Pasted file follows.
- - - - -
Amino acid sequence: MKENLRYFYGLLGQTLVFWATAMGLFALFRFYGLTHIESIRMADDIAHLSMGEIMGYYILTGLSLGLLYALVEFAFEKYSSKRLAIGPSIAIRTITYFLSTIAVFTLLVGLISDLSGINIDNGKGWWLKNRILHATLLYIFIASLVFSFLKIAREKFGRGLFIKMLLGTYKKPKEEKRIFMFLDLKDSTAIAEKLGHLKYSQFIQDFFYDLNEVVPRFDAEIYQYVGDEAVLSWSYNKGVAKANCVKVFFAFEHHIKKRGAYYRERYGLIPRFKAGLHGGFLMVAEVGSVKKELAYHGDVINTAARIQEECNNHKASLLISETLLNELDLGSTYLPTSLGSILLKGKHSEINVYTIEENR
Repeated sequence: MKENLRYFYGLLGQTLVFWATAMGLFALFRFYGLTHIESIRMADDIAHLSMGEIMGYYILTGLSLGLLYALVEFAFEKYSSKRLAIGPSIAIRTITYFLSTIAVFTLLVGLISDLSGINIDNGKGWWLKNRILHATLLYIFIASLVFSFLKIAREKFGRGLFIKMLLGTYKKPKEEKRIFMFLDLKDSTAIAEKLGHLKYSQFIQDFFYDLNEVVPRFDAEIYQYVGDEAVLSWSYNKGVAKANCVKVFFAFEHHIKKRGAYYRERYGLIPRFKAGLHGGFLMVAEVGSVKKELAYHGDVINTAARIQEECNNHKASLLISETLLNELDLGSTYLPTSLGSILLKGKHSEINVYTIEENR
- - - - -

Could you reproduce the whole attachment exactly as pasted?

Amino acid sequence: MKENLRYFYGLLGQTLVFWATAMGLFALFRFYGLTHIESIRMADDIAHLSMGEIMGYYILTGLSLGLLYALVEFAFEKYSSKRLAIGPSIAIRTITYFLSTIAVFTLLVGLISDLSGINIDNGKGWWLKNRILHATLLYIFIASLVFSFLKIAREKFGRGLFIKMLLGTYKKPKEEKRIFMFLDLKDSTAIAEKLGHLKYSQFIQDFFYDLNEVVPRFDAEIYQYVGDEAVLSWSYNKGVAKANCVKVFFAFEHHIKKRGAYYRERYGLIPRFKAGLHGGFLMVAEVGSVKKELAYHGDVINTAARIQEECNNHKASLLISETLLNELDLGSTYLPTSLGSILLKGKHSEINVYTIEENR
Repeated sequence: MKENLRYFYGLLGQTLVFWATAMGLFALFRFYGLTHIESIRMADDIAHLSMGEIMGYYILTGLSLGLLYALVEFAFEKYSSKRLAIGPSIAIRTITYFLSTIAVFTLLVGLISDLSGINIDNGKGWWLKNRILHATLLYIFIASLVFSFLKIAREKFGRGLFIKMLLGTYKKPKEEKRIFMFLDLKDSTAIAEKLGHLKYSQFIQDFFYDLNEVVPRFDAEIYQYVGDEAVLSWSYNKGVAKANCVKVFFAFEHHIKKRGAYYRERYGLIPRFKAGLHGGFLMVAEVGSVKKELAYHGDVINTAARIQEECNNHKASLLISETLLNELDLGSTYLPTSLGSILLKGKHSEINVYTIEENR